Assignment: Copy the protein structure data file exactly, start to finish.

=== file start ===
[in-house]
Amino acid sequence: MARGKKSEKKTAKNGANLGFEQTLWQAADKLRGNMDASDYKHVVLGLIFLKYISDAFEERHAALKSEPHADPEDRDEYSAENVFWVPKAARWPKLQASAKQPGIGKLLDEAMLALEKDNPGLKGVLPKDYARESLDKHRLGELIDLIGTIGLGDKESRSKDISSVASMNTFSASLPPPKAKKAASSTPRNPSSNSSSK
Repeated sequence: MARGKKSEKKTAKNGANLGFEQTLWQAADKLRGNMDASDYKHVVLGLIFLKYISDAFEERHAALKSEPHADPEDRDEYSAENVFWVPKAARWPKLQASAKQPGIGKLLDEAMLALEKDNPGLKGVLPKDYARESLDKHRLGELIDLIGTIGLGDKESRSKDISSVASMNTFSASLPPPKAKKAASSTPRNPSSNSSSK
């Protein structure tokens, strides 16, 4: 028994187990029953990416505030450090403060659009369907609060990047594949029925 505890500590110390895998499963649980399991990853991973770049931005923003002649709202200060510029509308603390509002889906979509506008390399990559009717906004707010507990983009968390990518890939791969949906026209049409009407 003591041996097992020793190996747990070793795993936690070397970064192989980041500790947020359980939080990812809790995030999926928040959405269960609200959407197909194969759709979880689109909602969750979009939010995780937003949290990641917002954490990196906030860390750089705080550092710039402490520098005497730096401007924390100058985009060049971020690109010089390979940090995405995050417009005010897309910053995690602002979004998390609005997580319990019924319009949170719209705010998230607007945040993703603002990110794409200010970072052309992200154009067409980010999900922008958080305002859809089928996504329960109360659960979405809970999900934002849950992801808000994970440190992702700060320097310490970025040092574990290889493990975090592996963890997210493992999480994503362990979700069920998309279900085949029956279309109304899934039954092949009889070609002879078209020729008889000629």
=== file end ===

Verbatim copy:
[in-house]
Amino acid sequence: MARGKKSEKKTAKNGANLGFEQTLWQAADKLRGNMDASDYKHVVLGLIFLKYISDAFEERHAALKSEPHADPEDRDEYSAENVFWVPKAARWPKLQASAKQPGIGKLLDEAMLALEKDNPGLKGVLPKDYARESLDKHRLGELIDLIGTIGLGDKESRSKDISSVASMNTFSASLPPPKAKKAASSTPRNPSSNSSSK
Repeated sequence: MARGKKSEKKTAKNGANLGFEQTLWQAADKLRGNMDASDYKHVVLGLIFLKYISDAFEERHAALKSEPHADPEDRDEYSAENVFWVPKAARWPKLQASAKQPGIGKLLDEAMLALEKDNPGLKGVLPKDYARESLDKHRLGELIDLIGTIGLGDKESRSKDISSVASMNTFSASLPPPKAKKAASSTPRNPSSNSSSK
């Protein structure tokens, strides 16, 4: 028994187990029953990416505030450090403060659009369907609060990047594949029925 505890500590110390895998499963649980399991990853991973770049931005923003002649709202200060510029509308603390509002889906979509506008390399990559009717906004707010507990983009968390990518890939791969949906026209049409009407 003591041996097992020793190996747990070793795993936690070397970064192989980041500790947020359980939080990812809790995030999926928040959405269960609200959407197909194969759709979880689109909602969750979009939010995780937003949290990641917002954490990196906030860390750089705080550092710039402490520098005497730096401007924390100058985009060049971020690109010089390979940090995405995050417009005010897309910053995690602002979004998390609005997580319990019924319009949170719209705010998230607007945040993703603002990110794409200010970072052309992200154009067409980010999900922008958080305002859809089928996504329960109360659960979405809970999900934002849950992801808000994970440190992702700060320097310490970025040092574990290889493990975090592996963890997210493992999480994503362990979700069920998309279900085949029956279309109304899934039954092949009889070609002879078209020729008889000629």